Many children enjoy playing with rocket ships. Flying saucers, space shuttles and moon rovers appeal to a child's imagination. Use a space-vehicle project to teach about the space program, other planets, and to offer guidance about the differences between fictional space travel and fact. Making spacecraft projects allows children to ask questions about space, UFOs, and the idea of alien life forms. Space themes also encourage kids to read.
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Paper plates, cardboard boxes and foil make simple flying saucer materials. A paper dessert plate taped upside down to a circle of cardboard works as a flying saucer. The kids can put them together and cover them with foil. Give the kids stickers, felt, or marking pens to create windows and lights.
The University of Texas website on so-called flying saucers provides some good pictures of reported UFOs. These images provide a good starting place for a discussion of space travel and the difference between facts and rumours.
Cardboard paper towel tubes, construction paper and coloured cardboard work well to for constructing rocket ships. Glossy white self-adhesive shelf paper helps create an effect similar to the finish on space station rockets.
Older children can cut slits in one end of the tube and insert curved supports cut from coloured cardboard to support the rocket in launch position. Children of all ages can paste construction paper around the cardboard tube and add windows and lights.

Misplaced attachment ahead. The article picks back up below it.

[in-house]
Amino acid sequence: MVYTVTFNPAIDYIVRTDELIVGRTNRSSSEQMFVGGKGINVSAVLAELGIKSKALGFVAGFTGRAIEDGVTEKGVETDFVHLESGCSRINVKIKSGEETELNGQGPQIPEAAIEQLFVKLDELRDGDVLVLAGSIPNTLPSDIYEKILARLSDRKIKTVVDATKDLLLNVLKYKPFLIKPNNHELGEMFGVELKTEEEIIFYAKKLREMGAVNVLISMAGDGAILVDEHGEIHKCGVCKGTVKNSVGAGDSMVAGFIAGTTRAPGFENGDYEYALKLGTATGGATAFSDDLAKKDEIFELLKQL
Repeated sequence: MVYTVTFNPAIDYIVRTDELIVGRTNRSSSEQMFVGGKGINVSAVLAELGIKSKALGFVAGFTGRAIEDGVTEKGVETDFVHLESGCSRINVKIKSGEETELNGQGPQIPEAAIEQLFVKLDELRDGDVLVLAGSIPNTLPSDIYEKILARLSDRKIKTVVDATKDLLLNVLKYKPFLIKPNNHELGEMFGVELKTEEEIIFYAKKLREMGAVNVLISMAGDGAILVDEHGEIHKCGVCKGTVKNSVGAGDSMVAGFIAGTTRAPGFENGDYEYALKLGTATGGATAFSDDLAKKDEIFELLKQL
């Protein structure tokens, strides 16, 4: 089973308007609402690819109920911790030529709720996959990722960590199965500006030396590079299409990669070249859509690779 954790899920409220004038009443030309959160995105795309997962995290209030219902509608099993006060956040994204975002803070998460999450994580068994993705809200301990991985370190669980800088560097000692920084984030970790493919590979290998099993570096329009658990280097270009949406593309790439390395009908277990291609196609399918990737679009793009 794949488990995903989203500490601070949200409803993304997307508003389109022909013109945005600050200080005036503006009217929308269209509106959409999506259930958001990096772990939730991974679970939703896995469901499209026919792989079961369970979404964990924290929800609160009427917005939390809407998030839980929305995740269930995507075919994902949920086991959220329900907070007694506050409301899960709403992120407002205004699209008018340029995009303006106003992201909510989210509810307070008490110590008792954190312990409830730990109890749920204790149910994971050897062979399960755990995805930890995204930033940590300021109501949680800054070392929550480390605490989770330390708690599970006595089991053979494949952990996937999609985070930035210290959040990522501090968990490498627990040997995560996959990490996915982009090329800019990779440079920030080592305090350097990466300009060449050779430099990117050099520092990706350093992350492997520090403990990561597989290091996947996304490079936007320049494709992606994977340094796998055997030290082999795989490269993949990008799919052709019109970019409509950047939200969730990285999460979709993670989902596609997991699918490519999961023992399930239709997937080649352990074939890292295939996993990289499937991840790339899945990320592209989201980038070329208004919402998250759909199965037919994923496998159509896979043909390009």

Bringing in books featuring the National Aeronautics and Space Administration's spacecraft offers an opportunity to discuss the American space program in connection to making space vehicles. Ask questions to explore what the kids know about how vehicles designed to leave the earth's atmosphere work. Offer them a chance to make spacecraft that separate after launching.
Winged Spacecraft and Rovers
Modelling clay in a variety of colour makes fun spacecraft projects. Children can model gliders with wings or rockets in one colour of clay, and use other colours of clay to add side stripes and other details. Toy wheels and small boxes work for constructing rovers for exploring the surfaces of other planets. Use wheel sets from broken toys or from craft stores, or buy trucks from a dollar store to use for their wheels.
You can help the children put the axle through the cardboard box so that the vehicle will roll. Most toy wheels come apart by pulling off one tire. Use a hole-punch to make a hole in each side of the cardboard box to put the axle through. Give the children holographic or metallic paper to cover the boxes, and glow-in-the-dark stickers to use as headlights.
Science programs on exploring the moon and other planets or books with pictures of moon landings provide inspiration for children to imagine these vehicles in use.
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